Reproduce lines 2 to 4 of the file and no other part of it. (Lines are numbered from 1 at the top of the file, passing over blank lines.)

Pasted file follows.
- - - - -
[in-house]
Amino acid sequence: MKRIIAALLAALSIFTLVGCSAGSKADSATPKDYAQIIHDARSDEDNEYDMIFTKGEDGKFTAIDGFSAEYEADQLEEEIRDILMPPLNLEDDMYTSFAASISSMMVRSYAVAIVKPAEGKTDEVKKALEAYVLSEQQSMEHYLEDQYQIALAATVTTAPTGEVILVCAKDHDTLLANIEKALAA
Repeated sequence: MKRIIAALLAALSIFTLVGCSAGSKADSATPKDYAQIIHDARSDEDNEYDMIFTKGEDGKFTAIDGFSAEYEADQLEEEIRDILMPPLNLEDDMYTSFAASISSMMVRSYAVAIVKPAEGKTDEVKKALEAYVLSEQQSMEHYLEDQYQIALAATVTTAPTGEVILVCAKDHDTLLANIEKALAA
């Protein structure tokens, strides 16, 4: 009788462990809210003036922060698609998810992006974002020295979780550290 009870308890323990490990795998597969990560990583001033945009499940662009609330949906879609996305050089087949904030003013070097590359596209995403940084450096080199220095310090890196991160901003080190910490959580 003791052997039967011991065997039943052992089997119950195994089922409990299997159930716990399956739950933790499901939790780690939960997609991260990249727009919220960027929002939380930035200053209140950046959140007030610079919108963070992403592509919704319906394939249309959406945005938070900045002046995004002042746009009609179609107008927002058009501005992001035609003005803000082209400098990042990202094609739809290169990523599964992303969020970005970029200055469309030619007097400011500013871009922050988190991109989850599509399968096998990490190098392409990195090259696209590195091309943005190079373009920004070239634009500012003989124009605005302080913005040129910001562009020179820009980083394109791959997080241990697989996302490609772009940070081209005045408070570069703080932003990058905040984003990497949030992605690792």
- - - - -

Amino acid sequence: MKRIIAALLAALSIFTLVGCSAGSKADSATPKDYAQIIHDARSDEDNEYDMIFTKGEDGKFTAIDGFSAEYEADQLEEEIRDILMPPLNLEDDMYTSFAASISSMMVRSYAVAIVKPAEGKTDEVKKALEAYVLSEQQSMEHYLEDQYQIALAATVTTAPTGEVILVCAKDHDTLLANIEKALAA
Repeated sequence: MKRIIAALLAALSIFTLVGCSAGSKADSATPKDYAQIIHDARSDEDNEYDMIFTKGEDGKFTAIDGFSAEYEADQLEEEIRDILMPPLNLEDDMYTSFAASISSMMVRSYAVAIVKPAEGKTDEVKKALEAYVLSEQQSMEHYLEDQYQIALAATVTTAPTGEVILVCAKDHDTLLANIEKALAA
């Protein structure tokens, strides 16, 4: 009788462990809210003036922060698609998810992006974002020295979780550290 009870308890323990490990795998597969990560990583001033945009499940662009609330949906879609996305050089087949904030003013070097590359596209995403940084450096080199220095310090890196991160901003080190910490959580 003791052997039967011991065997039943052992089997119950195994089922409990299997159930716990399956739950933790499901939790780690939960997609991260990249727009919220960027929002939380930035200053209140950046959140007030610079919108963070992403592509919704319906394939249309959406945005938070900045002046995004002042746009009609179609107008927002058009501005992001035609003005803000082209400098990042990202094609739809290169990523599964992303969020970005970029200055469309030619007097400011500013871009922050988190991109989850599509399968096998990490190098392409990195090259696209590195091309943005190079373009920004070239634009500012003989124009605005302080913005040129910001562009020179820009980083394109791959997080241990697989996302490609772009940070081209005045408070570069703080932003990058905040984003990497949030992605690792």